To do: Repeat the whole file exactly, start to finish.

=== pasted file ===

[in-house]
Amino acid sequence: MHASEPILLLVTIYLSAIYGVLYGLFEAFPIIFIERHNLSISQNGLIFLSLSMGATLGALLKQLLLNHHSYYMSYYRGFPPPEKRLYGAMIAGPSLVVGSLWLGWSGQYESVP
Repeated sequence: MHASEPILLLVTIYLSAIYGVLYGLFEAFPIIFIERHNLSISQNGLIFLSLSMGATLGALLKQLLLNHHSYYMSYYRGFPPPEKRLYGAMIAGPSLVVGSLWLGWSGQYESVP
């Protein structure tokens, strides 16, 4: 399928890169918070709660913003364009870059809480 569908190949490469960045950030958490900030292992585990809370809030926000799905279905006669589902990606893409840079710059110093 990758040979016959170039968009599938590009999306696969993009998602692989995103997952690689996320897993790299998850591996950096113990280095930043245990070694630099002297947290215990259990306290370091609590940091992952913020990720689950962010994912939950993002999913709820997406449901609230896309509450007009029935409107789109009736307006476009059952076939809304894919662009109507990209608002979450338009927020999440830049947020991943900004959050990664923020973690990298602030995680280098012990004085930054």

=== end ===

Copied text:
[in-house]
Amino acid sequence: MHASEPILLLVTIYLSAIYGVLYGLFEAFPIIFIERHNLSISQNGLIFLSLSMGATLGALLKQLLLNHHSYYMSYYRGFPPPEKRLYGAMIAGPSLVVGSLWLGWSGQYESVP
Repeated sequence: MHASEPILLLVTIYLSAIYGVLYGLFEAFPIIFIERHNLSISQNGLIFLSLSMGATLGALLKQLLLNHHSYYMSYYRGFPPPEKRLYGAMIAGPSLVVGSLWLGWSGQYESVP
């Protein structure tokens, strides 16, 4: 399928890169918070709660913003364009870059809480 569908190949490469960045950030958490900030292992585990809370809030926000799905279905006669589902990606893409840079710059110093 990758040979016959170039968009599938590009999306696969993009998602692989995103997952690689996320897993790299998850591996950096113990280095930043245990070694630099002297947290215990259990306290370091609590940091992952913020990720689950962010994912939950993002999913709820997406449901609230896309509450007009029935409107789109009736307006476009059952076939809304894919662009109507990209608002979450338009927020999440830049947020991943900004959050990664923020973690990298602030995680280098012990004085930054």